Becoming French… 6

Screen shot 2014-09-29 at 11.11.47 AMMy accent not withstanding, Monsieur Mustache’s assistant brought out a heavy, canvas bound ledger, dated 1934, the year before the grand in law’s had their first child as French citizens. A loopy scrawl had entered each wedding by date, one after the other for the entire year. Using a clear plastic ruler M Mustache scrolled down page after page aft… arrêt! He had found something. Bringing the awkward witness to the counter, he showed me their names. M et Mme In-Law, French citizens married in the 12th arrondissement before the birth of their daughter who would one day become my mother in-law. The family joke just got funniey! The grand in laws had remarried after being naturalized. The grandmother may have been uneducated and illiterate, but she had been wicked smart, understanding the French and the importance of the paper chase.

A birth certificate does not cite the nationality of the parents, but the marriage certificate made it clear that the two parties were French citizens. I was able to take my files and get official Nationality Certificates for my husband and my girls. Armed with these documents and the paperwork for Nantes, I was ready to submit my dossier.

In a great moment of anti-climax, Madame was not there that Wednesday. I left my file with her colleague, a polish professional, who looked over all the documents and accepted them with a nod. Several months later my husband and I ware called in for an interview.

Like many Parisiennes, Madame is much friendly with men than with women and she was perfectly charming throughout the interview, as I sat there, wanting to do a gloating happy dance to the woman who had informed me I’d never be French. But I didn’t dare, knowing the dossier was still in her hands. The interview was a no brainer old marrieds like ourselves, and we were assured we’d receive confirmation by mail in the weeks to come, but before that Madame asked me a questioned I’d never anticipated and would love to have known was coming so I could have prepared my answer in advance.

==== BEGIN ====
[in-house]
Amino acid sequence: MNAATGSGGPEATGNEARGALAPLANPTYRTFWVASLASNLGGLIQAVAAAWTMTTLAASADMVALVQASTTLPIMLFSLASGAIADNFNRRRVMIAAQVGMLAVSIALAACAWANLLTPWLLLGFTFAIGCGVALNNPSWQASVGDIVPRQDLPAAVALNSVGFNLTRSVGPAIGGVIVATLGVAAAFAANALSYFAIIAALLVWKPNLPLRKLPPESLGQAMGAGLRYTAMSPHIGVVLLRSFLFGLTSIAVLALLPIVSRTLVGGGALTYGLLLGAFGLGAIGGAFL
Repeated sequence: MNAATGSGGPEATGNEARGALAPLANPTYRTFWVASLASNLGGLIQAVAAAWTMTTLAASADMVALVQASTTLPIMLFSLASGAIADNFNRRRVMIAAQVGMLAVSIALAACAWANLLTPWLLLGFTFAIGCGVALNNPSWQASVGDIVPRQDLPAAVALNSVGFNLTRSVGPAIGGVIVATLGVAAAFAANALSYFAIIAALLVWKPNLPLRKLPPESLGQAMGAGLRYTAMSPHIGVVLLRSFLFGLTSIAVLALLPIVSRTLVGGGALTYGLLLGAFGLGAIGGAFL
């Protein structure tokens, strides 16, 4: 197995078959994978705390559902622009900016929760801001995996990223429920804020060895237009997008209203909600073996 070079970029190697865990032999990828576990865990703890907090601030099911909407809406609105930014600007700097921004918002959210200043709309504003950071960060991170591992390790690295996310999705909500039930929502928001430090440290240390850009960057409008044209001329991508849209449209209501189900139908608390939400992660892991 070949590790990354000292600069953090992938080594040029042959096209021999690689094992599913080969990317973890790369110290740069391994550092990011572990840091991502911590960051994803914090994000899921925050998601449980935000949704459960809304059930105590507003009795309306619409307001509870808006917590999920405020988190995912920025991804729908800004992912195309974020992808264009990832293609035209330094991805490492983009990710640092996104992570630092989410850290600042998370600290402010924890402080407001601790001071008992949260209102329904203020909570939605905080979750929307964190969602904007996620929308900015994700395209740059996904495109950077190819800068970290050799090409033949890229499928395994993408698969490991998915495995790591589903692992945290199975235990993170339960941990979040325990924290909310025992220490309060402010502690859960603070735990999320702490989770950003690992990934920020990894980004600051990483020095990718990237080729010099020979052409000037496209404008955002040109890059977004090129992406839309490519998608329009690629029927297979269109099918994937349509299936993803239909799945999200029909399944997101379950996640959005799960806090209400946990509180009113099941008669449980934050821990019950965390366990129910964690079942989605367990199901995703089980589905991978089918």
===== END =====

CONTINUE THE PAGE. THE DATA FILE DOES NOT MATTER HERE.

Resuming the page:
– Would to like to françasisé your name?

– França-what?

– Take a French name. It is the law, I must offer you a more French sounding name. It may make your life easier.

She leaned across her desk and whispered the most ironically hypocritical understatement I have ever heard – Sometimes, this country can be difficult for immigrants.

Going from Sylvia to Sylvie hardly sounded like a life changer, so I stayed with what my parents had given me, but had I known, I think I’d be signing off right now as Madame Chanel, that’s Coco to you. Or perhaps I’d have gone with Colette. Marie Antoinette has a certain ring to it…

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